Despite the dieselisation of passenger services in 1952 and freight in 1953 the system was still closed. On 27 September 1960, CIÉ gave notice of its intending closure with effect from 1 February 1961. CIÉ said that the West Clare was losing £23,000 (€1.2M 2006 equivalent) per year, despite the considerable traffic handled. In December it was announced that the line would close completely on 1 January 1961. Eventually the line closed on 31 January 1961 with CIÉ starting work on dismantling the line the day after closure on 1 February 1961.

By the time of its closure the West Clare Railway was the last narrow gauge railway in Ireland offering a passenger service; various lines operated by Bord na Móna continue to operate in connection with the peat industry.

Preservation and re-opening

800px-WCR_Slieve_Callan_at_MoyastaSlieve Callan a few weeks after return to West Clare tracks.  Herbert Ortner. This file is licensed under the Creative Commons Attribution 3.0 Unported license

Starting in the mid 1990s, efforts were made by a preservation society to recreate part of the original route. This group succeeded in acquiring Moyasta station, and 5 km (3.1 mi) of track bed. Passenger services were resumed using two new steel coaches with bench seating, parallel to the direction of travel, built by Alan Keef Engineering and outfitted locally in wood by WCR engineers. A small but powerful diesel locomotive built for Channel Tunnel construction work hauled the trains.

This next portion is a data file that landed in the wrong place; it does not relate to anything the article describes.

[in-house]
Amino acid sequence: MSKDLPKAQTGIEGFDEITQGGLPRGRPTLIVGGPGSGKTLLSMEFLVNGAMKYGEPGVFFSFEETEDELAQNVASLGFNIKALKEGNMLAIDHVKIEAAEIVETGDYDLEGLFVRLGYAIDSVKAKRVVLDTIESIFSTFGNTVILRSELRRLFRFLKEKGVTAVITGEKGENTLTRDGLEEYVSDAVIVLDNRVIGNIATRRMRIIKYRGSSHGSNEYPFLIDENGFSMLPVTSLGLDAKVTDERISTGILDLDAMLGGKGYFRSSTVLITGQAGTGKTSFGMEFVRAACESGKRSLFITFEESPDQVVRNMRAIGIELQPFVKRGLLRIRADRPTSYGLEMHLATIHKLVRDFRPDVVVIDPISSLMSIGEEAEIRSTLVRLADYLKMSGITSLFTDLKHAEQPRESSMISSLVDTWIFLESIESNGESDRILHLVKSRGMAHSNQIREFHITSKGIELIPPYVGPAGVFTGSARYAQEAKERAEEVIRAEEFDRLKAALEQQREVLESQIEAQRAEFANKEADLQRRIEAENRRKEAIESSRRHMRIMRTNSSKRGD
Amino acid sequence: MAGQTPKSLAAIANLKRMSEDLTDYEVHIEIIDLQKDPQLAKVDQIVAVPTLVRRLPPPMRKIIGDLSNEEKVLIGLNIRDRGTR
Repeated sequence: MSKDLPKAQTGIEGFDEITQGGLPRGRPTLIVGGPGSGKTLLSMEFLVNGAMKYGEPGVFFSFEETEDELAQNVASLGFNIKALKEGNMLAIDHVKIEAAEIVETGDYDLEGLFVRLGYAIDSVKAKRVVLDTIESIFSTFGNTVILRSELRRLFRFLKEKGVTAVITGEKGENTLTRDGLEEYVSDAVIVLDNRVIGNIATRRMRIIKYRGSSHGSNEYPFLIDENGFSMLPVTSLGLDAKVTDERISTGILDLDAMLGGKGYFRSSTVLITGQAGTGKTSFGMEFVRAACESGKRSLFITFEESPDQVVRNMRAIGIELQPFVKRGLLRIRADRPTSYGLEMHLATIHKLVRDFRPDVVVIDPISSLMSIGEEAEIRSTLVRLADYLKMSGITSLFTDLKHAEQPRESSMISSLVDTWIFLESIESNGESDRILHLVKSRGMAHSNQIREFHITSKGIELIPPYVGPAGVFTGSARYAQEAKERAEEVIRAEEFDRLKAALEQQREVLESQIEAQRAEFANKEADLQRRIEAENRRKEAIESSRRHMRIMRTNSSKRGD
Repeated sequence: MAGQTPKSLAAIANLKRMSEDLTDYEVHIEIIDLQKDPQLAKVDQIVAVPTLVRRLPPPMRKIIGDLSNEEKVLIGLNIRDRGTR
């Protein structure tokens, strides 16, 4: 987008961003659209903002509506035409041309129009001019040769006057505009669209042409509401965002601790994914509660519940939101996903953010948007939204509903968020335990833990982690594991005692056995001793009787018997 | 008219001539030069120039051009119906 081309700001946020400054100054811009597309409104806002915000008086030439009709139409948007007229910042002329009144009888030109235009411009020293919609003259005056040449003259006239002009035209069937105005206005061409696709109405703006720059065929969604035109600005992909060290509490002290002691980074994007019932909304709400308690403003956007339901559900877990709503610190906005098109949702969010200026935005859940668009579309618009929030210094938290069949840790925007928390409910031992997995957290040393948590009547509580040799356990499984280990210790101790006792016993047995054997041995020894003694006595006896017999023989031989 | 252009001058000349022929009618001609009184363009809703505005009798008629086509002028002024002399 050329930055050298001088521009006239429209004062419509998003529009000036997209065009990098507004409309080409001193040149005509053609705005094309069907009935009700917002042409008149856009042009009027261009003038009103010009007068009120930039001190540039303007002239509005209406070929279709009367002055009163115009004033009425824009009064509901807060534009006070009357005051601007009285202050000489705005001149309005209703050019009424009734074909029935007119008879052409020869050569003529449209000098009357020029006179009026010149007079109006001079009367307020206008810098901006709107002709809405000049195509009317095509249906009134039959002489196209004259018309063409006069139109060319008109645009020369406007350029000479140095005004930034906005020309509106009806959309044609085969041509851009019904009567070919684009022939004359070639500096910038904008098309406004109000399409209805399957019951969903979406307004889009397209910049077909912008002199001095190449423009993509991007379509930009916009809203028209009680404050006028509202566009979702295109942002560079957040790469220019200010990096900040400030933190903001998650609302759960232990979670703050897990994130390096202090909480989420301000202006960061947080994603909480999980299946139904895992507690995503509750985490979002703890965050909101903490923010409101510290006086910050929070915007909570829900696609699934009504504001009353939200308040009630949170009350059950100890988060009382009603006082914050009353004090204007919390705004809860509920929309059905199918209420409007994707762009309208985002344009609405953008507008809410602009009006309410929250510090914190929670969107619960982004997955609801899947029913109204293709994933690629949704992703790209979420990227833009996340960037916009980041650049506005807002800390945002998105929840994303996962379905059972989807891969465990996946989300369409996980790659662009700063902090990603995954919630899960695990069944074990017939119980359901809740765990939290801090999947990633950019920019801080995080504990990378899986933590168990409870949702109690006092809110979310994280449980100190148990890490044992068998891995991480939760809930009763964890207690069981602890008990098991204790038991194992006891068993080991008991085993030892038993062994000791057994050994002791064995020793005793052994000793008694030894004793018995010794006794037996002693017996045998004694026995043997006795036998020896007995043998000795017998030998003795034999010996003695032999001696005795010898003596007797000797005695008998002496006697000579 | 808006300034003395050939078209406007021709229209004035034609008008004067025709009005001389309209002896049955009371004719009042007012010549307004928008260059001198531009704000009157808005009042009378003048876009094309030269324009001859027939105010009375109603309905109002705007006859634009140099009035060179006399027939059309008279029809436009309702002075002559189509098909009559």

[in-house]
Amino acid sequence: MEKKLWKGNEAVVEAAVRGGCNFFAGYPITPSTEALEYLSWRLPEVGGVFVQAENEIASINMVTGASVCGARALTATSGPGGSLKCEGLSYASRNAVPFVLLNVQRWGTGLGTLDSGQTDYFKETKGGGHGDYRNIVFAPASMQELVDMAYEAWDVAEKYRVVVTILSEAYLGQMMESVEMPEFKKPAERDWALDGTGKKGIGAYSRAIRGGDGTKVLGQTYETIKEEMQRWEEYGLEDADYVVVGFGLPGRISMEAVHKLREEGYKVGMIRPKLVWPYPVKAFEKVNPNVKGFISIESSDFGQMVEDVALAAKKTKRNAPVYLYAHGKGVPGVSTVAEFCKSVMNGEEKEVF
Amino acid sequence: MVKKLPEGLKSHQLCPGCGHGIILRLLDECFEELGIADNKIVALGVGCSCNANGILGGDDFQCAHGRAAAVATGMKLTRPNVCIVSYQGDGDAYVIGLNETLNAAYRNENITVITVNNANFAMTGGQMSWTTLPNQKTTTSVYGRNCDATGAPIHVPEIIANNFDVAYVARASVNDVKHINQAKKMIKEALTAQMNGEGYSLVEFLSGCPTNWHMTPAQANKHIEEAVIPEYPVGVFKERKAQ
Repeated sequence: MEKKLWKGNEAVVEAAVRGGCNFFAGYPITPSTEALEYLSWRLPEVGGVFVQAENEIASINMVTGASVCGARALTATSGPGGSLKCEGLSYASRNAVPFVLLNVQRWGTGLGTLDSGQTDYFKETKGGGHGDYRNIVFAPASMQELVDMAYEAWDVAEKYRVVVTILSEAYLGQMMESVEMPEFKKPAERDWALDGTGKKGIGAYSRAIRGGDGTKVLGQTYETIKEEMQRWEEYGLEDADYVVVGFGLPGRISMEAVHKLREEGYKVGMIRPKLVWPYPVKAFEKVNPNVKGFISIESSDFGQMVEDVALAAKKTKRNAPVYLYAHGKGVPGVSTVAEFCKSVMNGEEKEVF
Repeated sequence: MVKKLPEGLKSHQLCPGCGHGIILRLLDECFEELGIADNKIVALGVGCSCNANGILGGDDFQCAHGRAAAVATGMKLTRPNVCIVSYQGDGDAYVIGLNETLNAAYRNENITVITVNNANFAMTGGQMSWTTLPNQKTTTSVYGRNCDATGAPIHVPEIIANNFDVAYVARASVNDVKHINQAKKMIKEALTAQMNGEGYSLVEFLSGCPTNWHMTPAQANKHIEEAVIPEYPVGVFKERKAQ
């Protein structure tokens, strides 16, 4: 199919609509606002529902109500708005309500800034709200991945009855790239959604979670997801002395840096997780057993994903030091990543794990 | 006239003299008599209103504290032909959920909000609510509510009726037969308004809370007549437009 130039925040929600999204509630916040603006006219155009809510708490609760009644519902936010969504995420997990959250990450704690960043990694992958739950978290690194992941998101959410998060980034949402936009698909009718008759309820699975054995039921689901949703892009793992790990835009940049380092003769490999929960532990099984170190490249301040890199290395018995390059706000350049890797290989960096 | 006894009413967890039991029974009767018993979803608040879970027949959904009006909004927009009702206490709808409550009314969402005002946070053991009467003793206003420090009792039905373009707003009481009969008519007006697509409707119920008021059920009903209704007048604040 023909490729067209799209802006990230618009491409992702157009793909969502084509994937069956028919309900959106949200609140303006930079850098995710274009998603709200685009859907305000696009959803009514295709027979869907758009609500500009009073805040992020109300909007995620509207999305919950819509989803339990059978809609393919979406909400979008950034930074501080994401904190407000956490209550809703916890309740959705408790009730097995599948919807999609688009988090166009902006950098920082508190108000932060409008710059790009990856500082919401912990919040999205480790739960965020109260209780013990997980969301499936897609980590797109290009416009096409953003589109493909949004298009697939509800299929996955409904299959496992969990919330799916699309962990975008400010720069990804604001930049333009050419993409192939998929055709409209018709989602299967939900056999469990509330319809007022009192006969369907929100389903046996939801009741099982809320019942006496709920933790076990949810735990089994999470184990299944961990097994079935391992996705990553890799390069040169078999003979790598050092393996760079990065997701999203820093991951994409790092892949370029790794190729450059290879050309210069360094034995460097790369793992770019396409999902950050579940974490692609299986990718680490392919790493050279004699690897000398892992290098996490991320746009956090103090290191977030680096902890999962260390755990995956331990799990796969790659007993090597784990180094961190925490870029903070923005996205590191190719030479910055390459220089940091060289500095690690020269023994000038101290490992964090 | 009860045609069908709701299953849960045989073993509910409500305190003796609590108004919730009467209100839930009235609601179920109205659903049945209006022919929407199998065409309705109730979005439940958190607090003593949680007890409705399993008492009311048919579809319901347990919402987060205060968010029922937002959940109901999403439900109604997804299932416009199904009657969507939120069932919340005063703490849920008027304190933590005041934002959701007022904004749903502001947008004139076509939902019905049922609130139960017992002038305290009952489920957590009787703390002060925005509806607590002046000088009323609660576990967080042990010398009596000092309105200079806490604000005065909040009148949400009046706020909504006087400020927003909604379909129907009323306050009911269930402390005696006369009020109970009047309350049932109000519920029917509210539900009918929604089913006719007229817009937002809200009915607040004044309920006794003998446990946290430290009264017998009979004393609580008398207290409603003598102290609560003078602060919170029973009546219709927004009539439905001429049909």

On 5 July 2009 the West Clare Railway’s original steam locomotive No 5 Slieve Callan was returned to the West Clare Railway at Moyasta Junction following restoration in England by Alan Keef Engineering Ltd of Ross-on-Wye. This engine had previously been a static exhibit at the mainline railway station in Ennis. The locomotive was steamed for the first time on 14 July marking the return of steam to the West Clare railway after an absence of over 57 years.

The railway has since acquired a number of redundant diesel locomotives, mostly from the Irish Bord na Móna; these are being gradually restored and returned to service.

Rolling stock today

In addition to the steam locomotive Slieve Callan, the railway owns twelve diesel engines, of which two are currently in service, the others awaiting restoration. Those in service are a 4-wheel Channel Tunnel shunting engine and a four-wheel former Bord na Móna shunter. Awaiting restoration are a further nine such Bord na Móna shunters, plus a six-wheel mine shunting engine dating from around 1948.

Moyasta Stn 2 CarsN67 – West Clare Railway Moyasta Junction Rail Station – Two Railway Cars.  View is to the northwest from N67 railway crossing between Kilrush & Kilkee.  © Copyright Sue Mischyshyn and licensed for reuse under this Creative Commons Licence.

 Two passenger coaches are in service, and assorted maintenance vehicles including a tank wagon, four flat trucks, and four tipper wagons.

Narrow Gauge Lines – The Causeway Tramway – Ireland

Narrow Gauge Lines

The Causeway Tramway – Ireland